Reflecting on reflecting

reflections

[This post was also published on the British Council Teaching English blog. ]

I’m two weeks into a new course with a new class and one of the questions on the BC blog this month got me thinking about how I think about this class – and classes in general.  Reflection is a slippery beast.  It happens in the most inconvenient places and at the most inconvenient times. Washing up, walking the dog, waiting for a bus.  Times and places when I can let thoughts and ideas run through my mind, but there’s nothing to pin them down.  I don’t think that’s a bad thing, quite the opposite, but it’s not great if you want to capture and act on your reflections.  And I started to think about how I do that, and how maybe I could do it more efficiently.

My first tool is my mini notebook that I carry around with me most of the time. This is where I jot down lesson plans, reminders for exercises and tasks, questions and doubts.  This isn’t where I reflect as such, but it helps me to reflect.  It helps me to look back at the lesson plan and compare the ideas on paper with what actually went on in class.  It helps me look at the differences between the plan and the reality and think about how and why things worked out differently and whether that was good or bad or just different.  Planning all the lessons for the same class in the same notebook helps when it comes to trying to capture an overview of what we’ve done so far, but also in strengthening links between lessons, planning consolidation and review, building on what has gone before.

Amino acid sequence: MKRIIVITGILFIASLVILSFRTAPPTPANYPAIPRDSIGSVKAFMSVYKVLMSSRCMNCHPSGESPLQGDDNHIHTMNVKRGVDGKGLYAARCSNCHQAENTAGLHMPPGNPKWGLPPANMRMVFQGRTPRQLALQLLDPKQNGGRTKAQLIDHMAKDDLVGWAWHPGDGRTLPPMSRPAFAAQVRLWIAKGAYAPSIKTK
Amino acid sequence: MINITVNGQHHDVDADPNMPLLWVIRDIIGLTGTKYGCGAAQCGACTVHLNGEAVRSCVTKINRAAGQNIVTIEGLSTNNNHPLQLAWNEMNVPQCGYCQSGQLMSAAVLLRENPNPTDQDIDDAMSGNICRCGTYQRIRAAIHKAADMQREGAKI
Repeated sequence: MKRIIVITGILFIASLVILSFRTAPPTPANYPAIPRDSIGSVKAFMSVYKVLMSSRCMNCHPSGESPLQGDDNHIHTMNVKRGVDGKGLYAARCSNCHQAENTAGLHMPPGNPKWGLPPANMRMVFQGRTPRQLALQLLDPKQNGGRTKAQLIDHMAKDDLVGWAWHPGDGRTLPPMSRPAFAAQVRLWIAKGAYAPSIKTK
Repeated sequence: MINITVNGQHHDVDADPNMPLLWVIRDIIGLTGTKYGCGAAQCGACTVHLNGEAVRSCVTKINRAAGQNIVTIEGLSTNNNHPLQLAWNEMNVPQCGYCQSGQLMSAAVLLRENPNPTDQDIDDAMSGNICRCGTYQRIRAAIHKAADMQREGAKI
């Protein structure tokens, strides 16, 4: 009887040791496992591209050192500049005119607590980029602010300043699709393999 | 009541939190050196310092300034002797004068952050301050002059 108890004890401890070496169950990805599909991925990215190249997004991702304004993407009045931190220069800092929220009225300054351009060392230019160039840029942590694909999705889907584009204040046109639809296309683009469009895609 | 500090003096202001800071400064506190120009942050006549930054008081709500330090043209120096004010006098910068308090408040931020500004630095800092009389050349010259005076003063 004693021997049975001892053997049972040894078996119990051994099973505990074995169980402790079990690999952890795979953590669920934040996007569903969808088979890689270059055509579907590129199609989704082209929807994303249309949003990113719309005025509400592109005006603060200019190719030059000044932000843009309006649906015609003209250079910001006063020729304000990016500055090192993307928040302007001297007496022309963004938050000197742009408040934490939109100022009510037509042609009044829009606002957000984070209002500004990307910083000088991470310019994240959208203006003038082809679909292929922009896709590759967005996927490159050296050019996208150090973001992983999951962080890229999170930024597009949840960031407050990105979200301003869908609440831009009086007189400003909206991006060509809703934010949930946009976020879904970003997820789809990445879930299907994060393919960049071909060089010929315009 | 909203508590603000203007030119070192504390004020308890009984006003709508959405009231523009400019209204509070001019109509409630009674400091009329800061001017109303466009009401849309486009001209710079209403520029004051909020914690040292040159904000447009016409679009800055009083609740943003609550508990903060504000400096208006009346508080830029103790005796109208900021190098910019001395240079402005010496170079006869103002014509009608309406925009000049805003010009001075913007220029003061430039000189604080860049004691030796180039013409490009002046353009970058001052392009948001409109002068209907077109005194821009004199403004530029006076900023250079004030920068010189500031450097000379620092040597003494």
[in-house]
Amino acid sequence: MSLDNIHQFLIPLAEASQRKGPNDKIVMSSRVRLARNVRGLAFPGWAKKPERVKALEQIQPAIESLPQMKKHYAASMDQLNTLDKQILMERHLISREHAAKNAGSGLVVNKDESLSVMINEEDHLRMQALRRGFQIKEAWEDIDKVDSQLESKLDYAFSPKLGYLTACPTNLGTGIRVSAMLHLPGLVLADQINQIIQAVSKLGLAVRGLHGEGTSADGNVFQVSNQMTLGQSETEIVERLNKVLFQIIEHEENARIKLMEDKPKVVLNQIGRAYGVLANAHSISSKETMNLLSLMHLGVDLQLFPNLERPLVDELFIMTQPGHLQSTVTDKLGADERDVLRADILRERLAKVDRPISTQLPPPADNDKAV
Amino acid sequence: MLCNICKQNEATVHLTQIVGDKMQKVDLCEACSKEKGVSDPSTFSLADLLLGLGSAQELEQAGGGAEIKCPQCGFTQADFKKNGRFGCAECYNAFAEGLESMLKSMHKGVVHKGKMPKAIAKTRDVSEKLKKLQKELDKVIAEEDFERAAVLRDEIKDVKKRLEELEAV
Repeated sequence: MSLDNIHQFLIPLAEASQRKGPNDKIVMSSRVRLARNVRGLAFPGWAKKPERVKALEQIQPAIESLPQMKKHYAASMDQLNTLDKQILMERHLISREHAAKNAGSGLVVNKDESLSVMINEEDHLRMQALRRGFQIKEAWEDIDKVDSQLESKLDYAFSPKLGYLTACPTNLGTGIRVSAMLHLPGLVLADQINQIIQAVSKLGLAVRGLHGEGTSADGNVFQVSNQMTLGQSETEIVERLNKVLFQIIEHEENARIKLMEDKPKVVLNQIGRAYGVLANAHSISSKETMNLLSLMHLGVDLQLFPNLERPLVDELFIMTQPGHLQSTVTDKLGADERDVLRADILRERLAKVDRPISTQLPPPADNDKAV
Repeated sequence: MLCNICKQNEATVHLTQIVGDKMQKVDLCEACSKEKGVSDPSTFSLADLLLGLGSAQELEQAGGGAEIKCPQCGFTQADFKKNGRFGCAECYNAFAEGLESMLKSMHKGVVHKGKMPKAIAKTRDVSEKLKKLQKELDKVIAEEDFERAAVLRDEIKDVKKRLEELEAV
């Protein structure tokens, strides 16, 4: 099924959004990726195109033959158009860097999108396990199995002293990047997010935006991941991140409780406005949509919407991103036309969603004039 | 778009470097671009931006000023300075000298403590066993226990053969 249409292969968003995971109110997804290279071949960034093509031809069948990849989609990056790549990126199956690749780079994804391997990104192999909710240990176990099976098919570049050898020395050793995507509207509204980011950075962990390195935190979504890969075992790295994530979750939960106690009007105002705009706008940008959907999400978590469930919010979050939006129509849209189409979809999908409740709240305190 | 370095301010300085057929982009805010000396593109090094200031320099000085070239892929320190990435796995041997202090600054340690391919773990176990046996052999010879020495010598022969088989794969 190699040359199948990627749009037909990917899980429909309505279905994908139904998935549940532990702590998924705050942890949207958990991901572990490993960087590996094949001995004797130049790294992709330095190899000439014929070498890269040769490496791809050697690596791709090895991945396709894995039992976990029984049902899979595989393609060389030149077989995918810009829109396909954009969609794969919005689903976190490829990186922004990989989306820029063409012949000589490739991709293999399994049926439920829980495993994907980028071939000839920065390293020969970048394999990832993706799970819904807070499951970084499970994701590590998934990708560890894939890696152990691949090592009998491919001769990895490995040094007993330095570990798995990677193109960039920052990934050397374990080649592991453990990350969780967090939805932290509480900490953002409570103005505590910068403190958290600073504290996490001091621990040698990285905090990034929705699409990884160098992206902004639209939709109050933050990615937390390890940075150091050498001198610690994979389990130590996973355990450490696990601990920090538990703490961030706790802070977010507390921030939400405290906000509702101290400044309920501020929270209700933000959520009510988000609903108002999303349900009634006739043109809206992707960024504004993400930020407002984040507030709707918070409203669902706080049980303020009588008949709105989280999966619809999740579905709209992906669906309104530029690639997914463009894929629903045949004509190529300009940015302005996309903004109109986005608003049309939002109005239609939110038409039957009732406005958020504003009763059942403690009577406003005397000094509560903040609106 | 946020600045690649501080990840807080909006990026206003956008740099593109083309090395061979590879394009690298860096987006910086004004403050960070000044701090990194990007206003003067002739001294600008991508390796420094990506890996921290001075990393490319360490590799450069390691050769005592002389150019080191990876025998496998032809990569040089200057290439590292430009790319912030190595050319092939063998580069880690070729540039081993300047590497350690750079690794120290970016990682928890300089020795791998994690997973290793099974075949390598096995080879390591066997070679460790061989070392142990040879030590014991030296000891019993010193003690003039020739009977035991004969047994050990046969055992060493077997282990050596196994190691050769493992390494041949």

My second tool is the lesson summary.  This is a system that I’ve been using for some years with most classes.  Basically we, me and the students, take it in turn to write summaries of the classes and share them with the group by email or on a blog. It takes a bit of time to set up, as do all systems and routines, but I think it’s worth it.  Initially my main aim was to get students to review their classes, to take stock of their learning, to keep personal records of the work they were doing inside and outside class, basically to stop and reflect.  But as a by-product I’ve found they also give me a space for reflecting that’s more structured than the washing up.  Seeing the classes from the students’ point of view is really useful.  Summarising an hour and a half, two hours, of work into a few hundred words is also incredibly useful when it’s  my turn.  It really helps me step back into the class, think about the language and the learning rather than the activities, try to highlight the “teachable/learnable” moments and put those into words.